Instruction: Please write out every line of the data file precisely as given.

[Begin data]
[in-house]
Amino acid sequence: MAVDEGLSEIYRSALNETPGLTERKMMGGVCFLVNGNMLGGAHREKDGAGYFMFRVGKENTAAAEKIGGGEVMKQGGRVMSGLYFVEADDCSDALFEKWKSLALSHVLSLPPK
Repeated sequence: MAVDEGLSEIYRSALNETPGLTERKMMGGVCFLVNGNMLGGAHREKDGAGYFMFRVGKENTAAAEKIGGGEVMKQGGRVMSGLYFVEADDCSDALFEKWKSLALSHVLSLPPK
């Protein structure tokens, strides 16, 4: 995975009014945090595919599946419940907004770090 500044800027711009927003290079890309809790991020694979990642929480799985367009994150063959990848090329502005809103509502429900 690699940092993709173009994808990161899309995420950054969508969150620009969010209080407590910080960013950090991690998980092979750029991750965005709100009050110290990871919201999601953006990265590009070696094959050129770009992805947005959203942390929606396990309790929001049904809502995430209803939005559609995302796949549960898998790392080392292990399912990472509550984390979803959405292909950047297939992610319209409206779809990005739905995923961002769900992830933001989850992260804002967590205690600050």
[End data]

[in-house]
Amino acid sequence: MAVDEGLSEIYRSALNETPGLTERKMMGGVCFLVNGNMLGGAHREKDGAGYFMFRVGKENTAAAEKIGGGEVMKQGGRVMSGLYFVEADDCSDALFEKWKSLALSHVLSLPPK
Repeated sequence: MAVDEGLSEIYRSALNETPGLTERKMMGGVCFLVNGNMLGGAHREKDGAGYFMFRVGKENTAAAEKIGGGEVMKQGGRVMSGLYFVEADDCSDALFEKWKSLALSHVLSLPPK
């Protein structure tokens, strides 16, 4: 995975009014945090595919599946419940907004770090 500044800027711009927003290079890309809790991020694979990642929480799985367009994150063959990848090329502005809103509502429900 690699940092993709173009994808990161899309995420950054969508969150620009969010209080407590910080960013950090991690998980092979750029991750965005709100009050110290990871919201999601953006990265590009070696094959050129770009992805947005959203942390929606396990309790929001049904809502995430209803939005559609995302796949549960898998790392080392292990399912990472509550984390979803959405292909950047297939992610319209409206779809990005739905995923961002769900992830933001989850992260804002967590205690600050």